USGS scientists conducting chemical analyses on site and in an onsite mobile laboratory at the Norman Landfill, Oklahoma. In order to predict how long landfill leachate will continue to contaminate groundwater after a landfill is closed, it is critical to understand how effective natural processes are in removing those contaminants over time.
USGS scientist processing samples in an onsite mobile laboratory at the Norman Landfill, Oklahoma. The scientist is using a chamber without oxygen inside (anaerobic conditions) to isolate reactive samples from the atmosphere. Scientists are studying how natural processes mitigate contamination from landfill leachate.
USGS scientist collecting water-quality samples during a hydrogen-consuming, push-pull injection test at the Normal Municipal Landfill Research Site, Oklahoma. The test is used to determine what microbiological processes are active in the subsurface at groundwater contamination sites.
A view of the berm of the Normal Municipal Landfill, Oklahoma, and the area that overlies the leachate plume.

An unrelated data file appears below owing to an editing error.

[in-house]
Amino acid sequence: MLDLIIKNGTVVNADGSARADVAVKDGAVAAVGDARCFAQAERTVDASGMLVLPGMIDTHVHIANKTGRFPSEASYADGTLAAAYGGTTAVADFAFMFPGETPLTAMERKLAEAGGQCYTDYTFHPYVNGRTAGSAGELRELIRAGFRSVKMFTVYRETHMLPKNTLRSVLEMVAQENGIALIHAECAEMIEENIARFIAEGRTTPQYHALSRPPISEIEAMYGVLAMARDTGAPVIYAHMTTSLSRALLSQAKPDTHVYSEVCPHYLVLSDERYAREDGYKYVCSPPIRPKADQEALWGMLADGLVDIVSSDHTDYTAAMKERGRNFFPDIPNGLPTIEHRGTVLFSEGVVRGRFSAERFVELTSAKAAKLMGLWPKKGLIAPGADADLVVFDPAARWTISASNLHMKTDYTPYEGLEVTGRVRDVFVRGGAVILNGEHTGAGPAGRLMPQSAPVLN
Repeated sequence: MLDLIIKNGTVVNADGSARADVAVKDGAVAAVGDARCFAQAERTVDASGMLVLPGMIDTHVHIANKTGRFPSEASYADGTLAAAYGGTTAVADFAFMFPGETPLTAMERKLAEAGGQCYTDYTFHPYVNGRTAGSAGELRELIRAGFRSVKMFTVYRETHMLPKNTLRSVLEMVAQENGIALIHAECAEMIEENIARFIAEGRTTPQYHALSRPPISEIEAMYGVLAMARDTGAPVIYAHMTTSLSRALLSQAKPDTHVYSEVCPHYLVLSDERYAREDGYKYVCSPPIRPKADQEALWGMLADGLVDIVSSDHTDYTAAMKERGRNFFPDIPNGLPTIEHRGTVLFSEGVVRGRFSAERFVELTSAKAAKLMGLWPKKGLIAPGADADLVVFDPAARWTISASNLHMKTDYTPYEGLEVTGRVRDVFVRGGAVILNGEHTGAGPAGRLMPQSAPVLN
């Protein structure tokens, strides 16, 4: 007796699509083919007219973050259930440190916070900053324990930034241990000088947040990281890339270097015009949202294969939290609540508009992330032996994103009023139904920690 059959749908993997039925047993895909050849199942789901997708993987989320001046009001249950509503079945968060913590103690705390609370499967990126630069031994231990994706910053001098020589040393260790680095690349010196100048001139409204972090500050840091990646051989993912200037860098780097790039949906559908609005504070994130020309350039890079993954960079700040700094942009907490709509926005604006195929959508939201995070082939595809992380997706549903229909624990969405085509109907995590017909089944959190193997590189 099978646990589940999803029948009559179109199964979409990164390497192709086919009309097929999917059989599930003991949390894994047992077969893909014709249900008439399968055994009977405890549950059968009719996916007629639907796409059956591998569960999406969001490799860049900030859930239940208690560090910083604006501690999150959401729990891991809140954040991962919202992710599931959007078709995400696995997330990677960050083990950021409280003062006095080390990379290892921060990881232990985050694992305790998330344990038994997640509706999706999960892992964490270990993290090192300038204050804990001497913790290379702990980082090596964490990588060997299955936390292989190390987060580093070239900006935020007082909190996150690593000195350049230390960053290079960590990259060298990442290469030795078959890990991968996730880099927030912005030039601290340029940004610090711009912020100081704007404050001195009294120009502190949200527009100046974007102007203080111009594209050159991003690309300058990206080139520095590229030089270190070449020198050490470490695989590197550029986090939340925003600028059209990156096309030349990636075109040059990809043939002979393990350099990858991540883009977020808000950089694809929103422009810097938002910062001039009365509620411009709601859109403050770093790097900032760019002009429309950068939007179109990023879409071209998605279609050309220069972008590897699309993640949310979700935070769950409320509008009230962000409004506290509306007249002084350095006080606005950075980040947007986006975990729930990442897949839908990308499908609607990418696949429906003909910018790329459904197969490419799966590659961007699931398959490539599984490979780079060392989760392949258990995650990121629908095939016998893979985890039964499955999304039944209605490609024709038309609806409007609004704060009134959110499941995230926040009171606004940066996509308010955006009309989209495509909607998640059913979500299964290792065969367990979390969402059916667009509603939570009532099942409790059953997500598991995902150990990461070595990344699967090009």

Map of the study area showing well transect location and groundwater flow direction.
Collecting pore waters from a core to determine natural attenuation rates.
USGS scientist using a syringe to withdraw water for analysis of geochemical parameters.
Passive-diffusion samplers ("peepers") are driven into a wetland to observe the geochemistry of the leachate plume's discharge area.
USGS scientists analyzing water samples in the field.
Gas samples are collected from an unsaturated zone well to study the natural biodegradation of contaminants.
A dual-frequency GPS receiver was used to survey the location of passive-diffusion samplers ("peepers") in a wetland at the leading edge of the leachate plume.
Installation of a well in the unsaturated zone above the leachate plume.
USGS scientists analyzing samples for a study of the microbial-mediated degradation of landfill leachate.
USGS scientist collecting water samples from a multilevel monitoring well.
Collecting and processing water-quality samples anaerobically in a glove bag to accurately measure redox-sensitive parameters.
Collecting and processing water-quality samples anaerobically in a glove bag as part of a study of the biogeochemistry of the landfill leachate plume.
Sampling redox-sensitive water-quality parameters onsite at the Norman Landfill Research Site, Norman, Oklahoma.
USGS scientists installing a drive point well for contaminant transport studies at the Norman Landfill Research Site, Norman, Oklahoma.